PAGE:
This year’s Motor Transport Decarbonisation Summit brought together key stakeholders for a day of debate, discussion and insights as delegates tackled the big issues associated with the decarbonisation of the road freight and commercial vehicle sector.

At the Motor Transport Decarbonisation Summit, held last week in Birmingham, we asked the delegates to explain: “What would you identify as the biggest legislative and policy barriers which need to be overcome to facilitate the journey to net zero?” We’d asked a similar question when we hosted “Decarbonisation Day” at Road Transport Expo in June.


Decarbonisation Summit challenges 

Back then the biggest concern was “road weight dispensation”, as industry was getting itself bothered about how it can operate maximum weight artic combinations (battery or hydrogen fuel cell powered) in the brave new world. While, six months on, those concerns remain – the bigger the writing in a word cloud (above), the more popular the response – the finger pointing at the Summit was clearly in the direction of infrastructure. The 200 or so delegates who voted, made up of a cross-section of operators, suppliers and other interested parties, shared a cross-section of concerns, but the common theme was infrastructure, and more specifically the lack of it.

Those in attendance will know there was a fierce exchange of views between the battery electric and hydrogen camps, as the Summit was used as an opportunity to share concerns around the power source for the new generation of trucks. Although the on-stage set-to didn’t really move the discussion forward, it was good theatre.

There appears to be confidence that the truck manufacturers will “do the right thing” with the emerging technology and the conversation has moved away from whether the trucks will be ready. Indeed Scania, one of the sponsors for the Summit, alongside bp and Optimize, demonstrated its current range of HVO, CNG and BEVs for delegates to see the products which are available here and now. In addition, the Swedish truck builder revealed it will be supplying a hydrogen fuel cell truck for the zero emission HGV and infrastructure demonstration (ZEHID), thereby completing the full set of low and zero emission vehicles in the line-up.

We’ve no doubt, a similar picture will emerge around infrastructure, particularly as the 60-or-so new public charging sites emerge through the funding of the ZEHID programme and other schemes. Indeed, on the day before the Summit, we facilitated a “study tour” at the nearby Tyseley Energy Park, where SSE unveiled its plans for a new 360kW public charging facility at the park. As we’ve said before, there are reasons to be confident – the infrastructure roll-out has commenced.

If hydrogen is going to be an effective fuel for trucks, we’ll need to see similar evidence of market confidence and we look forward to further announcements.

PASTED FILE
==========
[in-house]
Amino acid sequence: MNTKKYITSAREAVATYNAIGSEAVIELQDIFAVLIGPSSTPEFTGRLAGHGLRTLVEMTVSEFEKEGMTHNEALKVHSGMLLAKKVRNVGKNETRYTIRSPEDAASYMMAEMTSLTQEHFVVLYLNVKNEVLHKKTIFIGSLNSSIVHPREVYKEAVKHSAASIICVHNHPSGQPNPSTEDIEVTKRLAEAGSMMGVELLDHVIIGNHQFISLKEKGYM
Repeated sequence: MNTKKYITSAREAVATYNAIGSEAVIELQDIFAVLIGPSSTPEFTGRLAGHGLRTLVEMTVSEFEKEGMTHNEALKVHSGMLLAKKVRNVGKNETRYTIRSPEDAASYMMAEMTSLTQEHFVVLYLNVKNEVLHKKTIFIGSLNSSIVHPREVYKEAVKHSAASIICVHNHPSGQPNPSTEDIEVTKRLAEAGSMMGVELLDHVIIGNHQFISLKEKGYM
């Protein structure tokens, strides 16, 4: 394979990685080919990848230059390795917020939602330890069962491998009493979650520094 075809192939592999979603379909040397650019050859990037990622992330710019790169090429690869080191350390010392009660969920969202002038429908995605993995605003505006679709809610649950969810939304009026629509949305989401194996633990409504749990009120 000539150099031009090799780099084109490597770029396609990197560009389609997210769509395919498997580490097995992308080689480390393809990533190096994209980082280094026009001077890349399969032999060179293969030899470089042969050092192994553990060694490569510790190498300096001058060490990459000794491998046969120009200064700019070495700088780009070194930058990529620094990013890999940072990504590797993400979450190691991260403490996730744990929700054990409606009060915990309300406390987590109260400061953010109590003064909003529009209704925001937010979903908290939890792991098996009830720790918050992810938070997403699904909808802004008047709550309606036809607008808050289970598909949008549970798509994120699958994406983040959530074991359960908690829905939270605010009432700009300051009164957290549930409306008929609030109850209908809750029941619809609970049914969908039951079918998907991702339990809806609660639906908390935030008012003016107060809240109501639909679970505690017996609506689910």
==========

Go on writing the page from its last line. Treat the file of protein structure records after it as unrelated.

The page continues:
So, while not wishing to diminish the concerns around infrastructure, the sector is waking up to what’s required and responding. There’s a huge network roll-out required over the next 15 years to facilitate the shift to net zero and we mustn’t underestimate the effort that’s going to be required to align renewable energy, planning consent, grid connections, refuelling technology and the skills and capability to keep it all working, but we’ve come away from the Summit, heartened by the progress.

Even on the issue of weights and dimensions we sense the policy makers are listening. Bob Moran, Deputy Director for Decarbonisation Strategy at the DfT, was one of the speakers and panellists at the Summit and gave a strong indication government was looking at the challenges operators are facing when it comes to operating carbon zero vehicles within the current weights and dimensions envelope, he said. As the government starts to shape up its policy to legislate for the end of sale dates for fossil fuelled trucks, this listening project will be essential.

Bob Moran on stage

Bob Moran Deputy Director for Decarbonisation DfT

Before we get too carried away with the congratulatory back slapping, there is much, still, for industry to do if it’s going to turn the tide of 125-years of fossil-fuelled road freight transportation. With one or two notable exceptions the small and medium-sized fleet operators were absent from the Summit and we’re going to need to work out some alternative means of engaging the majority of the UK fleets in the journey to net zero.

Indeed, many businesses haven’t even brought decarbonisation up their priority list yet. We hear, too often, that the sustainability teams within organisations are reporting into the communications and marketing departments, even in the big companies. Surely we’ve gone past sustainability being a PR and marketing stunt! Sustainability heads, directors, departments – call it what you will – must have a seat on the board or, at the very least, report directly into the CEO of an organisation.

We’ve said before, carbon reporting will become as important to your businesses as the balance sheet and financial statements. There’s legislation coming to make everyone CEO take notice and the discussions around carbon reduction and sustainability must be heard at the most senior levels within companies.